Diabetes is the condition where the blood glucose levels in your body tend to be quite high and can have an adverse effect on many of the organs in your body. The eyes are no exception and can be quite adversely affected by diabetes as well.
Let's look at the various problems you could face if you have diabetes:
1. Blurry vision: Diabetes can cause the lens in the eye to swell and this will affect the way you see. Because of the increased lens size, the eyes have difficulty in focusing on objects resulting in blurry vision. You will have to get your blood sugar levels back to normal and only then the vision will begin to correct itself. This will however take time to happen.
2. Cataract: Blurry vision for an extended period of time which progressively gets worse can be a symptom of cataract. Although cataracts can develop even with normal patients, they tend to accelerate and happen earlier in adults who have diabetes. Cataracts are usually fixed with surgery where the natural lens is removed and replaced with an artificial lens.
3. Diabetic retinopathy: Diabetic Retinopathy and Retinal Detachment are one of the leading causes of blindness in adults who suffer from diabetes. The retina is a very important part of the eye which allows us to see the images by capturing light and then sending them to the brain via the optical nerve. With diabetic retinopathy the smaller blood vessels in your retina may get damaged and thus end up causing damage to your vision. This can be of three types:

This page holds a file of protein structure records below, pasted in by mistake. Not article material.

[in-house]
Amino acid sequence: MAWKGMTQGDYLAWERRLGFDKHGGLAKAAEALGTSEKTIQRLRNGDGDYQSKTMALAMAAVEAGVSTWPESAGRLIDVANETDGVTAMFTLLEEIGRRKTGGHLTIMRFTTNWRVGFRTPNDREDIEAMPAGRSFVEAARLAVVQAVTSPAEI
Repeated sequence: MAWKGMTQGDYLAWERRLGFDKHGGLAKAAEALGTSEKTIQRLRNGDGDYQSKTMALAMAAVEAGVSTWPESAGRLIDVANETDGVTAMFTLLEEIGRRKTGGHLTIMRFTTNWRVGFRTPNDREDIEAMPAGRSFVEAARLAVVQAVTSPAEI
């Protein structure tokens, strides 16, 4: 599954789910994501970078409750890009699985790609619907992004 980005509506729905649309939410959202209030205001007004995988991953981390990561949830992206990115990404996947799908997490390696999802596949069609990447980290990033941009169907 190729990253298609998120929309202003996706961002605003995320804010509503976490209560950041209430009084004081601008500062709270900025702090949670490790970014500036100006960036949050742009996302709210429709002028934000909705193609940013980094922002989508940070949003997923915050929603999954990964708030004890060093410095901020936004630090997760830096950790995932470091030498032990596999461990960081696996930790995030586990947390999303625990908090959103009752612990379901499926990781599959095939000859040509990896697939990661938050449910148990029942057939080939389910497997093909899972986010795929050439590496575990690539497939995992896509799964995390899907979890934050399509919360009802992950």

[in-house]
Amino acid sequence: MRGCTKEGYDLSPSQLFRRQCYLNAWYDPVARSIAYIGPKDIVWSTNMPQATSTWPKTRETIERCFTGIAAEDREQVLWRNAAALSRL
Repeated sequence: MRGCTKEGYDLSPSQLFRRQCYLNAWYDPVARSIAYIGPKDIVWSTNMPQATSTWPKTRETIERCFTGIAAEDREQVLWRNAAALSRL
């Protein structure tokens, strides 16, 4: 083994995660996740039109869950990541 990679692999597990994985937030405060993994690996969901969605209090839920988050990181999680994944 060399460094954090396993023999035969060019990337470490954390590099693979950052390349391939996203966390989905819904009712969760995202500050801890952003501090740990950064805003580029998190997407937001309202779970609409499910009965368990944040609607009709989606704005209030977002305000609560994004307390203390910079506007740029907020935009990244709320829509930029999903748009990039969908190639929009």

4. Glaucoma: This is a condition where fluids build up inside the eye and it results in the pressure within it building up. This may damage the blood vessels within the eye and cause vision changes. Problems within the eye may not be detected till you experience vision loss. Some of the symptoms of glaucoma may include:
Treatments: Blurry vision also tends to go away slowly once the level of blood glucose is controlled either via medicines or by diet changes. However, glaucoma or diabetic retinopathy may require a range of medicines to ease the pressure on the eye or to discharge fluid buildup. If none of these works, then relevant surgery may be required to resolve the problems.